"Ian McEwan's delightful novel has won accolades on both sides of the Atlantic for good reason. This is a marvelous story. The writing is sophisticated yet accessible. You will find yourself drawn to this cast of characters early on and be carried through to a beautifully wrought ending all too soon.Read more...
"Ian McEwan's delightful novel has won accolades on both sides of the Atlantic for good reason. This is a marvelous story. The writing is sophisticated yet accessible. You will find yourself drawn to this cast of characters early on and be carried through to a beautifully wrought ending all too soon. This is a gem of a novel by one of our most talented contemporary writers. Atonement is thought provoking, entertaining and moving. It is this season's best new fiction and I strongly recommend it to you."
"A book about love and death, innocence and experience that stands as this writer's finest to date." --Alan Cheuse, Chicago Tribune
"In the seriousness of its intentions and the dazzle of its language, Atonement made me starry-eyed all over again on behalf of literature's humanizing possibilities." Daphne Merkin, Los Angeles Times
"Atonement is like nothing he's ever written before." Newsweek
"A masterpiece of moral inquiry...beautiful and wrenching." New York magazine
"A beautiful and majestic fictional panorama." John Updike, The New Yorker
"A tour de force...Atonement attests to Mr. McEwan's mastery of craft and control of narrative suspense." Michiko Kakutani, The New York Times
"Flat-out brilliant...McEwan's writing is lush, detailed, vibrantly colored, and intense." San Francisco Chronicle
"No one writing fiction in the English language surpasses Ian McEwan." Jonathan Yardley, The Washington Post Book World
On the hottest day of the summer of 1935, thirteen-year-old Briony Tallis sees her older sister Cecilia strip off her clothes and plunge into the fountain in the garden of their country house. Watching Cecilia is their housekeepers son Robbie Turner, a childhood friend who, along with Brionys sister, has recently graduated from Cambridge.
By the end of that day the lives of all three will have been changed forever. Robbie and Cecilia will have crossed a boundary they had never before dared to approach and will have become victims of the younger girls scheming imagination. And Briony will have committed a dreadful crime, the guilt for which will color her entire life.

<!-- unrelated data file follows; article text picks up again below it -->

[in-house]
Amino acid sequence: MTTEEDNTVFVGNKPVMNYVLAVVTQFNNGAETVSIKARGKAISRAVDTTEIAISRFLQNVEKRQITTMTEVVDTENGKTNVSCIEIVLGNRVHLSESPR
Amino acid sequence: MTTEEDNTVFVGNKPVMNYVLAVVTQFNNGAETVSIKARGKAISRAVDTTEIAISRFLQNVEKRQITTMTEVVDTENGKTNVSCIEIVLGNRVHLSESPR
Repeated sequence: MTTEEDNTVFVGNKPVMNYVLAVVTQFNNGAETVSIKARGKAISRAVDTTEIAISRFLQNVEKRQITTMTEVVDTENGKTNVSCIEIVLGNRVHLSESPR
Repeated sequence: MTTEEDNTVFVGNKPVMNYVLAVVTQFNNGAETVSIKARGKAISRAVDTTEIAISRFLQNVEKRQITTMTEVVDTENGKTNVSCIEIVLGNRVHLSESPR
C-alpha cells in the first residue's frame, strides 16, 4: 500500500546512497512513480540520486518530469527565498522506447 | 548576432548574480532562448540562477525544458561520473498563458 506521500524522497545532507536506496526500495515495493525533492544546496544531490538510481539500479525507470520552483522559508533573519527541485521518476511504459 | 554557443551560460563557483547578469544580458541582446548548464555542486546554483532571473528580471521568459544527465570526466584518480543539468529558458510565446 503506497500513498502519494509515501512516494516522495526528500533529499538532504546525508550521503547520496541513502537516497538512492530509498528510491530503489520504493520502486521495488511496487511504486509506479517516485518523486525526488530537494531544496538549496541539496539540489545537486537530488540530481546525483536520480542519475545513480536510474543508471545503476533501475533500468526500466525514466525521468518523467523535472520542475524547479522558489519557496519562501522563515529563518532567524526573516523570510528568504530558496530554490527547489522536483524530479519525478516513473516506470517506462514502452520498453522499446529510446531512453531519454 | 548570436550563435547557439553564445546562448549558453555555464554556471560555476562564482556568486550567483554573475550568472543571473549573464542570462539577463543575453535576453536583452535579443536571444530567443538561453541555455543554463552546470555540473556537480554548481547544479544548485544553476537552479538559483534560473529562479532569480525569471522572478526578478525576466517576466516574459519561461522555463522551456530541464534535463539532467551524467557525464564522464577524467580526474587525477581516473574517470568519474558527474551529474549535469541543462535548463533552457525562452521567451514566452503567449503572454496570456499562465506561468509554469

In each of his novels Ian McEwan has brilliantly drawn his reader into the intimate lives and situations of his characters. But never before has he worked with so large a canvas: In Atonement he takes the reader from a manor house in England in 1935 to the retreat from Dunkirk in 1941; from the Londons World War II military hospitals to a reunion of the Tallis clan in 1999.
Making amends for a childhood sin
Ian McEwan, author of the 1998 Booker Prize-winning novel Amsterdam, has written an ambitious story spanning more than 60 years, a tale revolving around a childhood sin and the attempts to expiate it. The first half of the novel is set in 1935 on the Tallis family's country estate outside London. Thirteen-year-old Briony's lively imagination is amply demonstrated by her proclivity to pen and direct plays viewed by her family. Her older sister Cecilia has just graduated from Cambridge, and Leon, the eldest child, gallivants around with budding entrepreneurs.
Life at the Tallis manse is savagely interrupted when a female cousin is assaulted one evening. For reasons that form the basis of the novel's exploration of guilt and blame, Briony claims to have witnessed the act and accuses Robbie Turner, son of the family housekeeper, of the crime. Further complicating the situation is the fact that Mr. Tallis served as Robbie's academic patron, paying for his grammar school tuition and subsidizing his subsequent education at Oxford.
The battlefields of France during the early phases of World War II abruptly introduce the novel's second half. An emancipated Robbie Turner, now a wounded soldier in the British Army, stumbles towards Dunkirk, experiencing the German onslaught and devastation. McEwan writes starkly of the disheveled, frenzied retreat to the coast, filtering events through Turner's perceptive eyes. Even as chaos reigns amid the mutilated bodies, Turner remains focused on Cecilia, the woman he loves; he lets her passionate letters sustain him during this terrifying ordeal. As he waits at Dunkirk to be evacuated, the narrative shifts to 18-year-old Briony, now in London. The novel chronicles her bleak, austere training as a nurse, her childhood sin looming over her the entire time. With a grim determination, she works in preparation for a flood of casualties from the Continent, always hoping for a rapprochement with her sister, who spurned Briony after her false testimony.
McEwan skillfully weaves these multiple voices together, creating a seamless story. Though the novel's plot is sparked by a terrible transgression, this narrative ultimately emerges as a hopeful tale about families and our ability to atone for our errors.